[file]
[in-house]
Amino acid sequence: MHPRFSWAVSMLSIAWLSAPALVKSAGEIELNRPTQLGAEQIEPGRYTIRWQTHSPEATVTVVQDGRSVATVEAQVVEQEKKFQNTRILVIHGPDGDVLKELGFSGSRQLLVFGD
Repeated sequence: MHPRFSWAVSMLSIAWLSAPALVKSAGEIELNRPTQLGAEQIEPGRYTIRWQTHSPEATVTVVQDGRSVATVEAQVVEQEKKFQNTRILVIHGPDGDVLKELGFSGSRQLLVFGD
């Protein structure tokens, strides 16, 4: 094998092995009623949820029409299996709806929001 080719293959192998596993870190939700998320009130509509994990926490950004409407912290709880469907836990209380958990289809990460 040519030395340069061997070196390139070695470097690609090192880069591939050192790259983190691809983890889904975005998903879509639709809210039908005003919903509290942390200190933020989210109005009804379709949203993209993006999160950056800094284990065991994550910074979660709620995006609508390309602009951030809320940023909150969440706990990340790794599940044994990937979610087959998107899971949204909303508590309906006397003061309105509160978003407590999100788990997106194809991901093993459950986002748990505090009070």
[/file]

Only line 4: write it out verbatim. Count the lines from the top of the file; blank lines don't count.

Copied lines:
């Protein structure tokens, strides 16, 4: 094998092995009623949820029409299996709806929001 080719293959192998596993870190939700998320009130509509994990926490950004409407912290709880469907836990209380958990289809990460 040519030395340069061997070196390139070695470097690609090192880069591939050192790259983190691809983890889904975005998903879509639709809210039908005003919903509290942390200190933020989210109005009804379709949203993209993006999160950056800094284990065991994550910074979660709620995006609508390309602009951030809320940023909150969440706990990340790794599940044994990937979610087959998107899971949204909303508590309906006397003061309105509160978003407590999100788990997106194809991901093993459950986002748990505090009070």